Spending his free time involved in community and arts-related activities, Mahizhnan has recently contributed his efforts particularly towards the Singapore Tamil literary community. Together with R. Ramachandran of the National Book Development Council of Singapore, he has organised a variety of community activities to advance and spread Tamil literature in Singapore.

Mahizhnan currently serves as deputy director at the Institute of Policy Studies at National University of Singapore, where—amongst other responsibilities—he leads research work in arts and culture. He also serves as vice-chairman of the Board of Directors of the Intercultural Theatre Institute, and is an adjunct professor at the Wee Kim Wee School of Communication and Information at Nanyang Technological University.


7 Jul 1945

Born in India.

1959 to 1963

Enrolled in Bartley Secondary School.


Graduated from University of Malaya with Bachelor of Arts (First Class).

1970 to 1979

Senior Producer, Central Productions Unit, Radio Television Singapore.

1979 to 1987

Public Affairs Manager – Public Affairs Advisor, Mobil Oil Singapore.

1980 to 1990

Member, Steering Committee, Singapore Arts Festival.
Deputy Chairman – Chairman, Marketing Committee, Singapore Arts Festival.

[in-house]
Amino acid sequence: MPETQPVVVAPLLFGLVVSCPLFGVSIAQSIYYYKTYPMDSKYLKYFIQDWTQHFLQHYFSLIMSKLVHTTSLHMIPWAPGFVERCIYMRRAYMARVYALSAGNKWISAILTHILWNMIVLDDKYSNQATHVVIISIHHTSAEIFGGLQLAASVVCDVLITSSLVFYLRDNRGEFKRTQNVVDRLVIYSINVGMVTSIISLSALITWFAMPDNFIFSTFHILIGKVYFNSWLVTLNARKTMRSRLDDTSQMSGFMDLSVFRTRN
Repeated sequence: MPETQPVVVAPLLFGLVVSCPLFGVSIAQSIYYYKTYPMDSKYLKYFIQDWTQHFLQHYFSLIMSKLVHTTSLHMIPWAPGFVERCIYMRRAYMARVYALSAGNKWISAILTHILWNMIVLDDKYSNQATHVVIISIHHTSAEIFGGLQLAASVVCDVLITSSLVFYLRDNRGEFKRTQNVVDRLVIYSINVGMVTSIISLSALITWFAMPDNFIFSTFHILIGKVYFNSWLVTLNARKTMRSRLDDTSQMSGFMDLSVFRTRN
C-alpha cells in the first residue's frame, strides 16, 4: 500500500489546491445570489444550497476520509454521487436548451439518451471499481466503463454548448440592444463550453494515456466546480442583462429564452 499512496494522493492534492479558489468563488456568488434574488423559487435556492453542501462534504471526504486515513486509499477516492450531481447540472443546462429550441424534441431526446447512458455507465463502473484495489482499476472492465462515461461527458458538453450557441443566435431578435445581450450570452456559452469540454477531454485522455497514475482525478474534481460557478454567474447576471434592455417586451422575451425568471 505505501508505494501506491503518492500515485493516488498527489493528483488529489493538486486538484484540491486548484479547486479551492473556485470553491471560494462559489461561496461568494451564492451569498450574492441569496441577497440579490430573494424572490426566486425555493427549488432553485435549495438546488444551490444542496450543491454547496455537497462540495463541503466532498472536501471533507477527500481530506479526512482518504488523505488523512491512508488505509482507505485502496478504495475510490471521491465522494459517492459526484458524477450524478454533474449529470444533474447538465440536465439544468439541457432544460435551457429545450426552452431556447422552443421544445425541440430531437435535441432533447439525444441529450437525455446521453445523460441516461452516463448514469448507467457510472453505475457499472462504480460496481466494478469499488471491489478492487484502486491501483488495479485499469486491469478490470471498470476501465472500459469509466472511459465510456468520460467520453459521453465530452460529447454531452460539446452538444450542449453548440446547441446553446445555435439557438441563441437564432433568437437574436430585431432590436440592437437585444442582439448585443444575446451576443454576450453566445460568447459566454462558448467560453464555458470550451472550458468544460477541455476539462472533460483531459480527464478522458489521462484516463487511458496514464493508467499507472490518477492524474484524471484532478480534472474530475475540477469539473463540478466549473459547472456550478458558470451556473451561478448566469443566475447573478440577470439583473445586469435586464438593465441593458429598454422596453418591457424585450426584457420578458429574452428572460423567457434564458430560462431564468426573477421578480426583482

1987 to 1990

CEO, Hill and Knowlton.

1990 to 1991

Graduated from Flinders University, Australia with a Masters in arts.

1991 to Present

Deputy Director, Institute of Policy Studies, National University of Singapore.

1994 to Present

Adjunct Senior Lecturer – Adjunct Associate Professor – Adjunct Professor, Wee Kim Wee School of Communication & Information, Nanyang Technological University.

1995 to 2010

Member, Board of Directors, The Substation.

2000 to 2007

Founder and Executive Director, INFITT (International Forum for Information Technology in Tamil).


Published Selves: The State of the Arts in Singapore with fellow editors Kwok Kian Woon and T. Sasitharan, with the support of National Arts Council.

2004 to 2006

Chairman, Steering Committee, Singapore Arts Festival.


Received Lifetime Achievement Award, PRISM Awards, Institute of Public Relations of Singapore.

2008 to Present

Vice-chairman, Board of Directors, Intercultural Theatre Institute.